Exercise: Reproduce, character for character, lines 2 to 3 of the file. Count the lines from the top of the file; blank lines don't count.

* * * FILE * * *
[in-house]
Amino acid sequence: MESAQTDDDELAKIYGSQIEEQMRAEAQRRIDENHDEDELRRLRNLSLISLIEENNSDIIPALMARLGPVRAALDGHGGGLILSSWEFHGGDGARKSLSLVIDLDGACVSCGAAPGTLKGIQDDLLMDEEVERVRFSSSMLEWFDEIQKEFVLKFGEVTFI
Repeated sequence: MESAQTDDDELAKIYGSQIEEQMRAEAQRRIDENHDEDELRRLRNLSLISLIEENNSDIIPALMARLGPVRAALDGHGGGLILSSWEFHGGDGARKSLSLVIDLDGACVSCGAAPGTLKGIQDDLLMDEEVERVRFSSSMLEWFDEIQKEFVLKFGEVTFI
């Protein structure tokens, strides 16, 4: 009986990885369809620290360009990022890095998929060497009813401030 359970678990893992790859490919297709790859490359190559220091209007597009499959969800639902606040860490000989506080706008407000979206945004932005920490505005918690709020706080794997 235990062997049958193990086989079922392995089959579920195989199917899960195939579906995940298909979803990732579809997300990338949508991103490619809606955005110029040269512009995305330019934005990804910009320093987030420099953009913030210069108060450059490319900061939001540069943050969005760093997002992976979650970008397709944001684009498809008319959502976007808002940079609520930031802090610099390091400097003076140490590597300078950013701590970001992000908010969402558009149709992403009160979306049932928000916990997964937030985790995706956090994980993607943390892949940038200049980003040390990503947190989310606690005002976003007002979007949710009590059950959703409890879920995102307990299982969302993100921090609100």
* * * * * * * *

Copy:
Amino acid sequence: MESAQTDDDELAKIYGSQIEEQMRAEAQRRIDENHDEDELRRLRNLSLISLIEENNSDIIPALMARLGPVRAALDGHGGGLILSSWEFHGGDGARKSLSLVIDLDGACVSCGAAPGTLKGIQDDLLMDEEVERVRFSSSMLEWFDEIQKEFVLKFGEVTFI
Repeated sequence: MESAQTDDDELAKIYGSQIEEQMRAEAQRRIDENHDEDELRRLRNLSLISLIEENNSDIIPALMARLGPVRAALDGHGGGLILSSWEFHGGDGARKSLSLVIDLDGACVSCGAAPGTLKGIQDDLLMDEEVERVRFSSSMLEWFDEIQKEFVLKFGEVTFI